Photo Credit: © Bob Frid-USA TODAY Sports

Postgame: Canucks lay an egg, fall to Ducks 5-1

The Canucks were looking to sweep Sedin Week this afternoon in Anaheim after a convincing win against the Predators on Monday and pulling off a rope-a-dope against the Blackhawks after the Sedins’ retirement ceremony on Wednesday.

Thing didn’t exactly go according to plan. The team came out flat, caught a couple of unlucky breaks, and never really recovered. The Ducks had the lion’s share of quality scoring chances this afternoon, were able to capitalize frequently, and save for a few minutes after Elias Pettersson’s power play goal midway through the second period, the game basically looked like it was always out of reach for the Canucks. They pelted a ton of shots at the Ducks’ net over the second half of the game, but couldn’t find an answer for John Gibson as they fell by a score of 5 to 1.



Game Notes

  • This was one of the more ugly performances by the Canucks in recent memory. They looked sluggish, sloppy, and flat, especially early on, and while they won the shot battle handily, they didn’t create a lot of scoring opportunities. When they did, John Gibson was there to foil their attempts. In some ways, it feels a bit like karmic retribution for their performance against Chicago. The bounces have been going their way for most of the year, but they’ve been playing down to a number of their opponents lately, and today was an example of what can happen when they do that and the bounces go in the other team’s favour.
  • Troy Stecher caught a couple of tough breaks early on in today’s game. He deflected through Thatcher Demko’s five-hole attempting to block a pass to give the Ducks their first goal, and he was penalized a few minutes later for talking back to a referee after ending up on the receiving end of a questionable hit by Nick Ritchie. Stecher was contrite during media availability, saying that his performance did not live up to the standard set by the Sedins. While his performance was lacking tonight, kudos to him for expressing the right attitude, especially when his two biggest gaffes had as much to do with bad luck as his poor play.

  • On a more positive note, Quinn Hughes picked up another point tonight on the Canucks’ lone goal, a spectacular one-timer on the power play by Elias Pettersson. That assist puts him three points ahead of Cale Makar in the rookie scoring race, and if that isn’t enough to put him in the Calder race, the fact that he’s demonstrably better than basically everybody should push him over the top.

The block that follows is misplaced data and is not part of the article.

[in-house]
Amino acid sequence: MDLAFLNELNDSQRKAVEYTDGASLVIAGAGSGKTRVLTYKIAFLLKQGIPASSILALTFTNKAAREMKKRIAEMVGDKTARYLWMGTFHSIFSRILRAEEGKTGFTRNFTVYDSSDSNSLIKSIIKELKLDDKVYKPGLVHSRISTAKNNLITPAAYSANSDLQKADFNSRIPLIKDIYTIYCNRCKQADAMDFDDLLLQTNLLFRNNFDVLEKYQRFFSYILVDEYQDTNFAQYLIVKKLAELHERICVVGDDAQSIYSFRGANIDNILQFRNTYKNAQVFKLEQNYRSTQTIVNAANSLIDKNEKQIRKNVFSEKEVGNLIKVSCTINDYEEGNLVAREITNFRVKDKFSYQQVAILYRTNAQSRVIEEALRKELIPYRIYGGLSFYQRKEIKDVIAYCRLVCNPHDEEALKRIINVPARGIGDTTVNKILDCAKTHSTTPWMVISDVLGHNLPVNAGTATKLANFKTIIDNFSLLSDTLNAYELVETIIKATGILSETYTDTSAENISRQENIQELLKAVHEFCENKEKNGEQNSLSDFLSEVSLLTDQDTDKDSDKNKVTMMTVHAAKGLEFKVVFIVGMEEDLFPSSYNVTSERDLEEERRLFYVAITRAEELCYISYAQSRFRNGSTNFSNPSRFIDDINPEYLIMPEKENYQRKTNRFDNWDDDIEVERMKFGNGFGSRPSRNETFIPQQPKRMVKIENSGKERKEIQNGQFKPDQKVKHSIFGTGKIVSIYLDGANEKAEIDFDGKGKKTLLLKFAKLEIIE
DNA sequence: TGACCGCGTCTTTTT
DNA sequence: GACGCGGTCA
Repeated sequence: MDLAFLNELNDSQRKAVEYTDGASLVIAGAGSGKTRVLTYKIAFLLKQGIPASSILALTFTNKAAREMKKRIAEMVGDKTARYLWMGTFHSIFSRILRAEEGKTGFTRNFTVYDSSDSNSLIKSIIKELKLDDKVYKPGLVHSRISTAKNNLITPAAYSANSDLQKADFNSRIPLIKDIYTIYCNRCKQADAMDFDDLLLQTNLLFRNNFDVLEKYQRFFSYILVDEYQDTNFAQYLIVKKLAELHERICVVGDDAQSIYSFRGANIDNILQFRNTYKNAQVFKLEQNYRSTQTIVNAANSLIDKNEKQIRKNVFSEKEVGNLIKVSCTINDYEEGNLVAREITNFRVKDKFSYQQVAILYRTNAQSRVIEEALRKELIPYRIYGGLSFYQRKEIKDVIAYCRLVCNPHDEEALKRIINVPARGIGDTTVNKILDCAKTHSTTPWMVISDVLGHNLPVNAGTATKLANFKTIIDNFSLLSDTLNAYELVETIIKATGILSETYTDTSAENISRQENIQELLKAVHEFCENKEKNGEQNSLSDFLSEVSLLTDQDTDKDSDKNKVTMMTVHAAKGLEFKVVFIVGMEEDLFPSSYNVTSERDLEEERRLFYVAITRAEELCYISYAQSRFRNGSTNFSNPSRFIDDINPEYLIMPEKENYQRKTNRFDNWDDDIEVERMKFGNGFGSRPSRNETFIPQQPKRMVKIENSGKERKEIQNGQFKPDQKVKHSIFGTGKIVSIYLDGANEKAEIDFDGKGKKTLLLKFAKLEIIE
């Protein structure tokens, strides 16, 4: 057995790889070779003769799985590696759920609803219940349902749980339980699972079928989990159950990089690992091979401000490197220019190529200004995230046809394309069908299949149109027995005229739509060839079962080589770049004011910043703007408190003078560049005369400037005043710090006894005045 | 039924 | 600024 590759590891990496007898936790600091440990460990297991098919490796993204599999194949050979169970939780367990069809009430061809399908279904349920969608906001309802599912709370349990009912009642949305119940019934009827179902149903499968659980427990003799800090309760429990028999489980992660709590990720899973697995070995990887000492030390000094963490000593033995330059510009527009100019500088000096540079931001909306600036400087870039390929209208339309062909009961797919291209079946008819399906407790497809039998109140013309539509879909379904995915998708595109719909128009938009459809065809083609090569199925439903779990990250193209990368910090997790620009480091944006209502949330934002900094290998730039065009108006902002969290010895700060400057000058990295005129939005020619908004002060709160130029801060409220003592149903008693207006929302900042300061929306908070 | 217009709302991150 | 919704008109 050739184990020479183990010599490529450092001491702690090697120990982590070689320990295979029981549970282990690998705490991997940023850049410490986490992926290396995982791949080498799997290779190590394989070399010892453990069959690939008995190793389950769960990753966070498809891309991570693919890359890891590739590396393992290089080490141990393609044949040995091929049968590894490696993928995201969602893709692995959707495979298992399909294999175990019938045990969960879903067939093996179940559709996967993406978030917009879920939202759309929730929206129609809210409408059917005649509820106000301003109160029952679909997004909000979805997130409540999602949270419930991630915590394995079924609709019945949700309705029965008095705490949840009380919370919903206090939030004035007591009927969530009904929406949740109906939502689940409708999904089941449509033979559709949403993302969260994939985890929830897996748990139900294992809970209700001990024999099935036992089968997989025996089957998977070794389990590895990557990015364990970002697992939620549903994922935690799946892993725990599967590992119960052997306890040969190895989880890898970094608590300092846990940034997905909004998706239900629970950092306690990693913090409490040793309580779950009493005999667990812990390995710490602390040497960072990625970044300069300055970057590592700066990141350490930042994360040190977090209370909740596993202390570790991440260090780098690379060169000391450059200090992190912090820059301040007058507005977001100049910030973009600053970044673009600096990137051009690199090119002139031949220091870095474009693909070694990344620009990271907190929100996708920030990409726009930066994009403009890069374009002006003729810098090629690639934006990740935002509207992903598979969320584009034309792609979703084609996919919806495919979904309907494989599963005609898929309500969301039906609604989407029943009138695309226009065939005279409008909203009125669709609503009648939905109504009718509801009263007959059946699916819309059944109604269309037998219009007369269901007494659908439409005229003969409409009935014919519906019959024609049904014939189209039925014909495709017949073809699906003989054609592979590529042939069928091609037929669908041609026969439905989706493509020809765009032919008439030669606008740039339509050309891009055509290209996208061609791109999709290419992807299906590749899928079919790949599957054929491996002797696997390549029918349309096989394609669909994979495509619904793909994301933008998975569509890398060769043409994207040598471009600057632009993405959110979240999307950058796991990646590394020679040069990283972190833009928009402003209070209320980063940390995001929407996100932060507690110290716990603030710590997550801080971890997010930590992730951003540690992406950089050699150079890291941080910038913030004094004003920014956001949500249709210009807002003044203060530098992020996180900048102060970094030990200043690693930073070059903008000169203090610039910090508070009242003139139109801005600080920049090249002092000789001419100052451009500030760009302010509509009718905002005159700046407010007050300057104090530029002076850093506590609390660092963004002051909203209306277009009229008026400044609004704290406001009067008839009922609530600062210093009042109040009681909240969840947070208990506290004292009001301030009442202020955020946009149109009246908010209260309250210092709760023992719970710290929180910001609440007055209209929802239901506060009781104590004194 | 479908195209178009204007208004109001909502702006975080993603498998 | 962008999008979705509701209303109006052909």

• I know he picked up an assist on the team’s lone goal, but I can’t say I’m a big fan of the “Brandon Sutter on PP1” experiment. It hasn’t worked in the past and while he’s seeing some limited success right now, I just don’t think he has the offensive instincts or playmaking ability to make the most of the opportunity. The Canucks have a number of players on the second unit that are worthy of a promotion that I’d rather see there, including Tanner Pearson, Adam Gaudette, and Antoine Roussel.
  • I’m not sure what Josh Manson was trying to achieve by mugging Tyler Myers at the end of the second period, and I don’t quite understand where the extra two minutes for “roughing” came from when Myers was on the ground before he could retaliate. At the same time, I’m not sure what Myers’ issue was with the Max Jones hit on Elias Pettersson that initiated the sequence. It was, at worst, a soft interference penalty, and Myers had nothing to gain by retaliating.
  • Zack McEwen was the Canucks’ best forward tonight, showcasing his signature work ethic and looking engaged and alert throughout his 13:41 of ice time. He finished the game with 5 hits, three shots on goal, and a 74% shot share, behind only linemate Jay Beagle. If he continues to play like this, it will be hard to send him down. His play, and to a lesser extent the play of fellow call-up Justin Bailey, have been good examples of why it’s unwise to overpay for depth. Bailey and MacEwen were both cheap signings who cost the team nothing more than a contract slot, and they’ve both looked like they could easily hold down a frequent role on the fourth line.
  • Today marks the end of Sedin Week, and Henrik and Daniel got to do the ceremonial puck drop alongside some of the families from the Vancouver Children’s Hospital that they’ve helped over the years. Saying that someone is an even better athlete is a cliché at this point, but in the case of the Sedins, it couldn’t be more true. Hank and Danny were two of the most unique players in NHL history both for their symmetry, play style, and the way they’ve conducted themselves off the ice. If you lived a thousand years, you would never see anything quite like them ever again in the game of hockey. Some things are better than a Stanley Cup, and I can safely say that having them touch all our lives is one of those things. They will be missed.


Advertisement - Continue Reading Below